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System properties to consider for defender – aka How to deal with attackers/vulnerabilities/threats/risks

  • 1.  System properties to consider for defender – aka How to deal with attackers/vulnerabilities/threats/risks

    Posted Nov 26, 2020 09:24:00 AM
    Edited by Kurt Seifried Nov 26, 2020 10:17:01 AM

    I have been looking at threat and risk modelling a lot recently. One aspect of this is looking at the various major properties of system defenses. I think at the meta level there are 5 primary properties, please note that specific system components and processes can of course provide more than 1 of these properties (indeed some provide all 5).

    The reason for labelling and using these 5 primary properties is it allows us to more easily classify and determine the effectiveness of technical and process controls and technologies that we use to protect systems from attackers. These properties also follow a natural progression that starts with keeping the attacker out and ends in system recovery after everything has gone wrong. As such they can help guide us, for example if a system MUST have confidentiality then we will want to focus on keeping the attacker out and limiting the attackers ability to exfiltrate data for example.

    The 5 main properties are:

    Neutralize - You can neutralize the vulnerability, patching it, workaround, etc. The major aspect of neutralization is that you try to prevent attackers from having the ability to exploit vulnerabilities.

    Detect - You can detect exploitation and then trigger a response (automated/human/both). The major aspect of detect is that you accept that attackers will exploit vulnerabilities and get in, so you detect and trigger a response in order to deal with it.

    Limit - You can limit the impact of exploitation of the vulnerability (e.g. by implementing least privilege across your system). The major aspect of limit is that you accept that attackers will exploit vulnerabilities and get in, and you minimize the impact where possible.

    Forensic - You can log and record information for later use. The major aspect of forensics is that you accept that attackers will exploit vulnerabilities and get in, you want to be able determine what and how it happened and know what systems need recovery so you can return the system to a known good state.

    Recovery - You can implement technology and processes to aid in recovery (backups, etc.). The major aspect of recovery is that you accept that attackers will exploit vulnerabilities and get in, and you want to be able to return the system to a known good state.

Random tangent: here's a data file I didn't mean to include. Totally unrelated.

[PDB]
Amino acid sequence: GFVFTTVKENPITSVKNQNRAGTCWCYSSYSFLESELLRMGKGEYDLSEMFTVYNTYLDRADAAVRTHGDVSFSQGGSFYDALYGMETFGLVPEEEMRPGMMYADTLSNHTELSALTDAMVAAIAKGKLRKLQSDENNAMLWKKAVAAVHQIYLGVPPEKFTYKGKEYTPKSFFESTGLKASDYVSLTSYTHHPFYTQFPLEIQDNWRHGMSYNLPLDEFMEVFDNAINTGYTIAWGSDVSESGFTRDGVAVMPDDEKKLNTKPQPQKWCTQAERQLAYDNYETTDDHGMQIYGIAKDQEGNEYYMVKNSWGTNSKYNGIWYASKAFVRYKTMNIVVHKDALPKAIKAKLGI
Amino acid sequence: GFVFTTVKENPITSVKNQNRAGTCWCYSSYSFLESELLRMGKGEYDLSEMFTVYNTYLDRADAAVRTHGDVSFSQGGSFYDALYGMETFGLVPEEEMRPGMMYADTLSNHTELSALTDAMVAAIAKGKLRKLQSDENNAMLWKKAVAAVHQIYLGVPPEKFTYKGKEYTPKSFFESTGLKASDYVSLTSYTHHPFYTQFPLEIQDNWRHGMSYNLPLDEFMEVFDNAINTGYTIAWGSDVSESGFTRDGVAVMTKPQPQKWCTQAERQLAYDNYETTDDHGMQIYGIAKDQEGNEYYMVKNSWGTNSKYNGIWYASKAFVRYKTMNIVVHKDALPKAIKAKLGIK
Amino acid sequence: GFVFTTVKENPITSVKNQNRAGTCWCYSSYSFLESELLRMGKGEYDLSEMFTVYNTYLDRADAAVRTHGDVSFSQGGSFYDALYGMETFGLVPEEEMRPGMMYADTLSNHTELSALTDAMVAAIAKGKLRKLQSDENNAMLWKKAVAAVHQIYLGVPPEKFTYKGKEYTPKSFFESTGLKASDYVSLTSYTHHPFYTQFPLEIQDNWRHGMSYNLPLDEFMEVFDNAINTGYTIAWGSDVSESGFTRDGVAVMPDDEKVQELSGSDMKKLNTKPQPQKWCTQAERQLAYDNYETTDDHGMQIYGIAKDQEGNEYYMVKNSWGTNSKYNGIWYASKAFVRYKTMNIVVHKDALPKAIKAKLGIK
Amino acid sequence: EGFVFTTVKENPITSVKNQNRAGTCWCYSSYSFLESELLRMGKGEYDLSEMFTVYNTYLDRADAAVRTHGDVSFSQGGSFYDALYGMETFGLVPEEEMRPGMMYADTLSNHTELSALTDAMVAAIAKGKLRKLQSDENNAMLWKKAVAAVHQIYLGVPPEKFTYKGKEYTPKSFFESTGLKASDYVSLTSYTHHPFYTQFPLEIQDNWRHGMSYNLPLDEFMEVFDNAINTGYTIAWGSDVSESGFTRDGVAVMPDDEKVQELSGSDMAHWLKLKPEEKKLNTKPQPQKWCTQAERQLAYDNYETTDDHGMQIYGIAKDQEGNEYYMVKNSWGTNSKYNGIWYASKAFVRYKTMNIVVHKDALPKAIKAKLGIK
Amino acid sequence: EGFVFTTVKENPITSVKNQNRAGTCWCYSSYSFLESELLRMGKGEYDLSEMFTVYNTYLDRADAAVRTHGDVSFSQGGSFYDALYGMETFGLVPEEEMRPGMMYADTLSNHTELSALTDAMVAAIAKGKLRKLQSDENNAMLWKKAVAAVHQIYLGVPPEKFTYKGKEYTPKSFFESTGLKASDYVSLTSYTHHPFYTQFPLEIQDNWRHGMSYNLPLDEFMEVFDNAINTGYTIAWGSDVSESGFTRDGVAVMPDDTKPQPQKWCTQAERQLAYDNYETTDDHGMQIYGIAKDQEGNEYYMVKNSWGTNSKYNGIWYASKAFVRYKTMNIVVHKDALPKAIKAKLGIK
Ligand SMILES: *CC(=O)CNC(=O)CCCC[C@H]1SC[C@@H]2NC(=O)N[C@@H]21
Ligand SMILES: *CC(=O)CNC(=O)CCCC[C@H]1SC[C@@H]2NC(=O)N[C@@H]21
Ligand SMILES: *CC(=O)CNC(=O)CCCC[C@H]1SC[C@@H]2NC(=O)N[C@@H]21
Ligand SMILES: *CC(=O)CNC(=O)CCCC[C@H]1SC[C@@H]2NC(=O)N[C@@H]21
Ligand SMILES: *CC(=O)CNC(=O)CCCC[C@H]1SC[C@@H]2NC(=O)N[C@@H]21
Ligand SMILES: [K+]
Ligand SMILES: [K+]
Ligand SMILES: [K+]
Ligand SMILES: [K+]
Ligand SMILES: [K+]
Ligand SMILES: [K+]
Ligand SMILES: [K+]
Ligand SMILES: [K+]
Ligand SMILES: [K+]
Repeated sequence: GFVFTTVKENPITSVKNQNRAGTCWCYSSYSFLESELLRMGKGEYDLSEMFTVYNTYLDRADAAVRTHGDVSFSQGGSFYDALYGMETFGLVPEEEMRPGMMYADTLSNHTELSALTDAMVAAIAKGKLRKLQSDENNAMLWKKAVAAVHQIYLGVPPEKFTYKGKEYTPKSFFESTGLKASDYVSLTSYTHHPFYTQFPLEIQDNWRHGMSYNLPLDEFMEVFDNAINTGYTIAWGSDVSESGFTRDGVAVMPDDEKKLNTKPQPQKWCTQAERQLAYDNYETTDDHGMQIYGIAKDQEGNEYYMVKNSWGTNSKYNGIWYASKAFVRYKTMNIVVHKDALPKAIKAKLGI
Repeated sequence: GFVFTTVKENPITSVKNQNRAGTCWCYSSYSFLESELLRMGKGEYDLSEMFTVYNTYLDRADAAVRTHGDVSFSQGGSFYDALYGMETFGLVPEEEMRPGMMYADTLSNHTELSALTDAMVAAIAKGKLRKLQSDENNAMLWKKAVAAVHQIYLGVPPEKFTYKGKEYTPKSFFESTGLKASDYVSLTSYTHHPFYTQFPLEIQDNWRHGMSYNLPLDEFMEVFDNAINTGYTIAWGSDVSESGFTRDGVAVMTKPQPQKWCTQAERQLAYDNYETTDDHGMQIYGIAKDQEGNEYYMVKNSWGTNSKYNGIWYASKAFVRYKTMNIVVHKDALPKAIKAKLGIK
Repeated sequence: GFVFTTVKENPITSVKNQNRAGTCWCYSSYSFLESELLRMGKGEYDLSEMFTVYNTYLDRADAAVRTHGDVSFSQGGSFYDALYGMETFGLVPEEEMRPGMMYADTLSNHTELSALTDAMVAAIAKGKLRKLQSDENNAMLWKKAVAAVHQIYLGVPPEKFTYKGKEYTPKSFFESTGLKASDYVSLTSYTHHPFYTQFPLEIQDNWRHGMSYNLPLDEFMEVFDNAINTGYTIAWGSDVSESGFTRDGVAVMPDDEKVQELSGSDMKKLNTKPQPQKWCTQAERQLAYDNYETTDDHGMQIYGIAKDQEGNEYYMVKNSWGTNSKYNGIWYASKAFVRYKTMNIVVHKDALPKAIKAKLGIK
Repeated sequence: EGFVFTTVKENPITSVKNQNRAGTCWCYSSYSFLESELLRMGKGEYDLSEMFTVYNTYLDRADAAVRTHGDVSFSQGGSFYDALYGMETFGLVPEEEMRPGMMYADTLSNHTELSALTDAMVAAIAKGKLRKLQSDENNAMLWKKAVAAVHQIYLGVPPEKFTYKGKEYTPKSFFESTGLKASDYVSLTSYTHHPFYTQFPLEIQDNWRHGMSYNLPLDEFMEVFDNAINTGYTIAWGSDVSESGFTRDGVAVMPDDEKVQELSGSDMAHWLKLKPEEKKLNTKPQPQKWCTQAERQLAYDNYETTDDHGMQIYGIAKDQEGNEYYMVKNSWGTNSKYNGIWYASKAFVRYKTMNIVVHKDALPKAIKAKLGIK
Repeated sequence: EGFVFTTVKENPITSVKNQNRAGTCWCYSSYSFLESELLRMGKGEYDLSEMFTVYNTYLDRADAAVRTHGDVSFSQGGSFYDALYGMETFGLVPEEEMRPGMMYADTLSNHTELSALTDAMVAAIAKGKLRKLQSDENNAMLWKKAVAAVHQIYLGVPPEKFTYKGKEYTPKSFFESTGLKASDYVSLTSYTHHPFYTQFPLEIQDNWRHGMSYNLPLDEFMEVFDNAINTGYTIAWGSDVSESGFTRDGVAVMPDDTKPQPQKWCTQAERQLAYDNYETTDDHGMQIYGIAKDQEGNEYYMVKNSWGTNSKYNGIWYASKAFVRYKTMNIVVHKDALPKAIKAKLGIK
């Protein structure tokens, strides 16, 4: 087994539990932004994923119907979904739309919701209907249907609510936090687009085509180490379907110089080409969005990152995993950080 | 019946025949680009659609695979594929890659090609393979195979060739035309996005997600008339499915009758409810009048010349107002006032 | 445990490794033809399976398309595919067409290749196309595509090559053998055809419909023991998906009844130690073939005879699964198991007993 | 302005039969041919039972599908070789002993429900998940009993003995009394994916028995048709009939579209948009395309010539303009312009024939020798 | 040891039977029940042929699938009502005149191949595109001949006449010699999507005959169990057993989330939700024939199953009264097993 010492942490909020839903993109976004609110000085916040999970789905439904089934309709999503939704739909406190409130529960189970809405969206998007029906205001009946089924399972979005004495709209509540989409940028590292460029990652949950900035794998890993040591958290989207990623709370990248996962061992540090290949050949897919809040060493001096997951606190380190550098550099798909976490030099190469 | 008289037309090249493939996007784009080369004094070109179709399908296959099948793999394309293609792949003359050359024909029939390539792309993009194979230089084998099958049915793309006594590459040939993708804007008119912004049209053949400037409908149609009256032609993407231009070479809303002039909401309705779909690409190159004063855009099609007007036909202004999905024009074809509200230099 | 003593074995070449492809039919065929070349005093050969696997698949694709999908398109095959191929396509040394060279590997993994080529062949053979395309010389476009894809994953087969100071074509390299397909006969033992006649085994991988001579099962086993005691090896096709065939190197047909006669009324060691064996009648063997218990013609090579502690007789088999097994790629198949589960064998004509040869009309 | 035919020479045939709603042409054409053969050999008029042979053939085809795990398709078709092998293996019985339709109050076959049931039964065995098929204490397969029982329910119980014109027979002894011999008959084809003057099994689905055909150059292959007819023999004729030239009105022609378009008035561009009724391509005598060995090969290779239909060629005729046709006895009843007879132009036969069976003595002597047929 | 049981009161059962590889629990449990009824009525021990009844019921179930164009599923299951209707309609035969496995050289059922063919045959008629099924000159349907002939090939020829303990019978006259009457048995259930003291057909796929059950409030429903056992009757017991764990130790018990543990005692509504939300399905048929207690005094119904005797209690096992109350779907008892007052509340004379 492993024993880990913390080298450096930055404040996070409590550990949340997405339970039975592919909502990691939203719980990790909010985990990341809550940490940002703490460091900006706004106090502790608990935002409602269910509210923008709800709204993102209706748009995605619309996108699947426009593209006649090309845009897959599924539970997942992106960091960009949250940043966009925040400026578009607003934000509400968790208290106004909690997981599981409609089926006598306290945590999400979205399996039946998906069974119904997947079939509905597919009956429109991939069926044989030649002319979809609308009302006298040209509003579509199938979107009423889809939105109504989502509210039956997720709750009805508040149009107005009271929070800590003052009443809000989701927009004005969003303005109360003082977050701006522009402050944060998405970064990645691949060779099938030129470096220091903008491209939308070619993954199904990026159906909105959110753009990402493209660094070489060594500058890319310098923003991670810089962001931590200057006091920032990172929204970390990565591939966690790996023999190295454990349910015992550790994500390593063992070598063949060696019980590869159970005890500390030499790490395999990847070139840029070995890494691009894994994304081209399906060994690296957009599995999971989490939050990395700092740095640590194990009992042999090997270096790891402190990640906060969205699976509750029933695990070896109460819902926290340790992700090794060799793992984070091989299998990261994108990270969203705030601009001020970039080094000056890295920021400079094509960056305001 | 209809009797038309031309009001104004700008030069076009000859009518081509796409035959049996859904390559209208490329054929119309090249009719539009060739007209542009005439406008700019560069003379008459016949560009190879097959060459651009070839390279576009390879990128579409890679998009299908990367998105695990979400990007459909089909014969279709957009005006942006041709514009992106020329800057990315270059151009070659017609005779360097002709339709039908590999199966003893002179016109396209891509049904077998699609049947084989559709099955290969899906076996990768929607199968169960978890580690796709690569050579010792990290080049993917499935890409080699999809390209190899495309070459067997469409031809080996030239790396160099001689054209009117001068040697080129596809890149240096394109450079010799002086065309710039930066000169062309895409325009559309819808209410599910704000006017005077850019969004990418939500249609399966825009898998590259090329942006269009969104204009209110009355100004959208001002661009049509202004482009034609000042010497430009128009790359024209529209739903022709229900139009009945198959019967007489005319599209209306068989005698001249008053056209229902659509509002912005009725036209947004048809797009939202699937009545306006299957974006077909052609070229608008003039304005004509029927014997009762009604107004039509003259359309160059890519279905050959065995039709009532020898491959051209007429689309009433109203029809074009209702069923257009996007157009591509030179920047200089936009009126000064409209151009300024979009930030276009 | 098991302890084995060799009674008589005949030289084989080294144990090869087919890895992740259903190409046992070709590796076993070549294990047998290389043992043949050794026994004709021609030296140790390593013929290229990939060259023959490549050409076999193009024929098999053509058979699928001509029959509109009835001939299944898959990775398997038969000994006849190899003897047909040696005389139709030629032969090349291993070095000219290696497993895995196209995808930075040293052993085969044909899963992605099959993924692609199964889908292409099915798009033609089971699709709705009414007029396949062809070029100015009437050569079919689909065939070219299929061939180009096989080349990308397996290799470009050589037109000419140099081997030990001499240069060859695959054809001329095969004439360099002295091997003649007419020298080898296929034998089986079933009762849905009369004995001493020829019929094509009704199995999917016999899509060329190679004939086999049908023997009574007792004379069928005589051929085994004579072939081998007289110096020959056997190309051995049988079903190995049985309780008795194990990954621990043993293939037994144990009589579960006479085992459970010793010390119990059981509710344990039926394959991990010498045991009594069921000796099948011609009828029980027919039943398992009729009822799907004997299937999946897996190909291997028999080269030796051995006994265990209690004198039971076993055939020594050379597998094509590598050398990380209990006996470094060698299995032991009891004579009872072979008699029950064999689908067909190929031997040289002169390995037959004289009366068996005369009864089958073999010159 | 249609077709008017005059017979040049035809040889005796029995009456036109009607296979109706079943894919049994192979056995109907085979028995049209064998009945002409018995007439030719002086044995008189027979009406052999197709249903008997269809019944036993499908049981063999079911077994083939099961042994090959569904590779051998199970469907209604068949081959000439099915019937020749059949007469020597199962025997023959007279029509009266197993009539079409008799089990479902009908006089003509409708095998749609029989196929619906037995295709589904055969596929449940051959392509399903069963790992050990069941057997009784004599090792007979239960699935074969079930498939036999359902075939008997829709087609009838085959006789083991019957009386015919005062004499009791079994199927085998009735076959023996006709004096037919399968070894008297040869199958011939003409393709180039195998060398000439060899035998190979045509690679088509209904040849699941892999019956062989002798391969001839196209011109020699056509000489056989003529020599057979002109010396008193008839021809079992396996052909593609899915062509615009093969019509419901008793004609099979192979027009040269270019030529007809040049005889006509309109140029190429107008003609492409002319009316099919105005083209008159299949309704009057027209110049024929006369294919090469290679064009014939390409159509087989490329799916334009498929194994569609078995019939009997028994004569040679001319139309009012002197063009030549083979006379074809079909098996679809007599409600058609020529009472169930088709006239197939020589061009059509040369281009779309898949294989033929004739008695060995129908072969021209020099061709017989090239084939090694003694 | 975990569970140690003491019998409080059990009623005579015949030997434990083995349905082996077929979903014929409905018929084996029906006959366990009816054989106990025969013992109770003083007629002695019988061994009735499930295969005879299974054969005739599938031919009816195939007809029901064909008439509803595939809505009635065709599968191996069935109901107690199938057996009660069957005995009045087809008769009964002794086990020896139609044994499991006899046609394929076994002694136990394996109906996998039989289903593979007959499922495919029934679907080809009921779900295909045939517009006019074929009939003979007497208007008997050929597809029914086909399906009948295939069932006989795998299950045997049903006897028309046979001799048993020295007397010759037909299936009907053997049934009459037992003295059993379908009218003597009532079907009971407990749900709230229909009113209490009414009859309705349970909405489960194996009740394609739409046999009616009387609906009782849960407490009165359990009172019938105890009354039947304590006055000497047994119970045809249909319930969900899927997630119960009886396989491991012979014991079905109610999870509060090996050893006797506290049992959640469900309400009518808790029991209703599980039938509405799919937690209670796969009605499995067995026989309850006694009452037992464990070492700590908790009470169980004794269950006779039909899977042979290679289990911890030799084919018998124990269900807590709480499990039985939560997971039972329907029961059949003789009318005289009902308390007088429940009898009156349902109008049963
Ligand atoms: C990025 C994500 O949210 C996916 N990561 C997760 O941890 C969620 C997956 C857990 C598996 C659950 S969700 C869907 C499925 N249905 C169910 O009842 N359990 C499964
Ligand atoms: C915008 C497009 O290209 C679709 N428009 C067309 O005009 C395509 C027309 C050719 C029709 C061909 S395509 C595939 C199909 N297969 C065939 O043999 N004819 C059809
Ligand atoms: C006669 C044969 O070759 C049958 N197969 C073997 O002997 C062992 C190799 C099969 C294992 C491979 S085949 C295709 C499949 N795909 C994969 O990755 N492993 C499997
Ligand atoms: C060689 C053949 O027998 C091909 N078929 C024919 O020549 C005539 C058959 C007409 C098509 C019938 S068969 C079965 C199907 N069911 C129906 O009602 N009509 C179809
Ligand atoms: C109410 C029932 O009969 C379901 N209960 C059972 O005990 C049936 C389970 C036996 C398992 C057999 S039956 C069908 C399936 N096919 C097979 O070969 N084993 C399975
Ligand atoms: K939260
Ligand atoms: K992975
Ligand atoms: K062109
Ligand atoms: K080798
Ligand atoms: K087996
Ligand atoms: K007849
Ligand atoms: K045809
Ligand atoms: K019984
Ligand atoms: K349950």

Some simple examples would be:

    • Patching CVE vulnerabilities (Neutralization)
    • Using an IDS/IDP system to both prevent incoming data from containing XSS strings (Neutralization), detect and block outgoing strings containing XSS (Detect leading to Neutralization and/or Limit) and logging of all queries (Forensics)
    • System backups can be used for both forensics (assuming you backed up the system after it got hacked) and for system recovery

    I think these 5 properties embody the main things a defender cares about, but I could of course be wrong. If you have any thoughts or comments please reply here!



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    Kurt Seifried
    Chief Blockchain Officer and Director of Special Projects
    Cloud Security Alliance
    [email protected]
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  • 2.  RE: System properties to consider for defender – aka How to deal with attackers/vulnerabilities/threats/risks

    Posted Dec 02, 2020 10:23:00 AM
    Edited by Kurt Seifried Dec 04, 2020 10:35:41 AM
    So with respect to some discussion on "Audit" and "Validation":

    "Audit" is a sub-component of each of these, the ability to audit and confirm a control is in place is necessary, e.g. was the correct configuration made, and did it take effect? Effectively audit is "how do you validate that this control is present/what it will do/etc" and then validation is the actual activity of doing so.

    "Validation" is a sixth property, validation can range from reviewing the business process or configuration file, but can go all the way to an actual DR test of the system (e.g. Netflix Chaos Gorilla, turning an entire cloud availability zone off to simulate a massive failure). Validation implies an active, adversarial test of the control to ensure it is in place. Additionally validation is necessary to ensure that not only are the controls in place as stated, but that they behave and achieve what was intended. For example I looked at our CloudFlare DNS information backups and validated that the DNS information was present, but noticed that the TLS/page rules/etc. data was missing, simply put the backup script I was using only grabs the DNS data, not the associated domain data. This would have been painful to discover while trying to do a recovery (e.g. if I accidentally deleted a domain or made a change that I wanted to roll back).

    Validation - You need to actively confirm that the control is in place and working as intended. Validation can range from a simple audit style check of a configuration file all the way to a full penetration test that has a red team actively break in and forces the use of neutralization, detection, limitation, forensics and recovery processes for example.

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    Kurt Seifried
    Chief Blockchain Officer and Director of Special Projects
    Cloud Security Alliance
    [email protected]
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